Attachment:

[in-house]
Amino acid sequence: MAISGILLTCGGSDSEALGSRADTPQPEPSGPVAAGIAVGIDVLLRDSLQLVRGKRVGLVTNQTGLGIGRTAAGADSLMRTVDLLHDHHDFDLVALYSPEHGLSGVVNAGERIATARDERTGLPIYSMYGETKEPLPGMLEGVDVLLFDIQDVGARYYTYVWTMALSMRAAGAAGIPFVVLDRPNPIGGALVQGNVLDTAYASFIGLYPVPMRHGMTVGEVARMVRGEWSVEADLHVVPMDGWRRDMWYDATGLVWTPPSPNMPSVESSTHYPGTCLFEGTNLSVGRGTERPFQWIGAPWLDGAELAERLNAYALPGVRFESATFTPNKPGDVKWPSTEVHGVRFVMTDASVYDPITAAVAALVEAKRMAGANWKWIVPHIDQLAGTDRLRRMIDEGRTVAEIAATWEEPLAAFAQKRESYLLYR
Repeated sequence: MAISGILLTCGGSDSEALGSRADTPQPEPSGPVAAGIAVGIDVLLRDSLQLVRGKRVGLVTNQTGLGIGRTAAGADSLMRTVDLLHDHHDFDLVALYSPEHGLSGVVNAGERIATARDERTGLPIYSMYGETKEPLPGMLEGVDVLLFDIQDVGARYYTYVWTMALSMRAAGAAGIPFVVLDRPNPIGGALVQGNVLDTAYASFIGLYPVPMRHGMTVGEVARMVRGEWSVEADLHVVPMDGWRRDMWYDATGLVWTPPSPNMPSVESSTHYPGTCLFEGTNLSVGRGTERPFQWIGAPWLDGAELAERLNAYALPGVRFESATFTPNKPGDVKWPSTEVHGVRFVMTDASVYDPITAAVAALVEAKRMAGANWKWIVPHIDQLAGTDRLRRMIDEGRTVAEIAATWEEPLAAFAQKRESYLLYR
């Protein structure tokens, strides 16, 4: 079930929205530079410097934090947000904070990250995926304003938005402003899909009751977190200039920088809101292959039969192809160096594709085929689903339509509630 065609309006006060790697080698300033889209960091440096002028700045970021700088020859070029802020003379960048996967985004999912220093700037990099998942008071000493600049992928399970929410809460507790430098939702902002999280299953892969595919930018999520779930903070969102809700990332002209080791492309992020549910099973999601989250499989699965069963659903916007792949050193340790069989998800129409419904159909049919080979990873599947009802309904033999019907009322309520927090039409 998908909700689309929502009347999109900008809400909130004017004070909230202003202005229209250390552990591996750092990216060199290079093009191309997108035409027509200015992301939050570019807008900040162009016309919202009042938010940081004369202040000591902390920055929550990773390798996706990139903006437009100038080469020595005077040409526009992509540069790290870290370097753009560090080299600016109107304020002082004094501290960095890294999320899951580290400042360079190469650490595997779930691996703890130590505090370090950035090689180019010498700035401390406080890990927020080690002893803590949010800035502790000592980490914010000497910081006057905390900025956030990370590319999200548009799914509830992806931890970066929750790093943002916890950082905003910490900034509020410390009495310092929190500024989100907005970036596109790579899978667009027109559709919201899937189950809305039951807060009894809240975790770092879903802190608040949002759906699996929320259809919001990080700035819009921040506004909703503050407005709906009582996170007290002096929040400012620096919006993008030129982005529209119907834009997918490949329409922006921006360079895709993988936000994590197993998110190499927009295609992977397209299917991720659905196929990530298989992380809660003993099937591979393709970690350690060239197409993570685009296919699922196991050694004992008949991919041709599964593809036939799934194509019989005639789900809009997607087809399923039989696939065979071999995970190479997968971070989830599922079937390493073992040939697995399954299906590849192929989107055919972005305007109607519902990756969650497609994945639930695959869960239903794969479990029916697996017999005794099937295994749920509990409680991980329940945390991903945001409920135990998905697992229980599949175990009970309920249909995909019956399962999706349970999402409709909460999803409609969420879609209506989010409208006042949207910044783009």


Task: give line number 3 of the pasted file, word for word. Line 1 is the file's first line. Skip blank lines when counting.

Repeated sequence: MAISGILLTCGGSDSEALGSRADTPQPEPSGPVAAGIAVGIDVLLRDSLQLVRGKRVGLVTNQTGLGIGRTAAGADSLMRTVDLLHDHHDFDLVALYSPEHGLSGVVNAGERIATARDERTGLPIYSMYGETKEPLPGMLEGVDVLLFDIQDVGARYYTYVWTMALSMRAAGAAGIPFVVLDRPNPIGGALVQGNVLDTAYASFIGLYPVPMRHGMTVGEVARMVRGEWSVEADLHVVPMDGWRRDMWYDATGLVWTPPSPNMPSVESSTHYPGTCLFEGTNLSVGRGTERPFQWIGAPWLDGAELAERLNAYALPGVRFESATFTPNKPGDVKWPSTEVHGVRFVMTDASVYDPITAAVAALVEAKRMAGANWKWIVPHIDQLAGTDRLRRMIDEGRTVAEIAATWEEPLAAFAQKRESYLLYR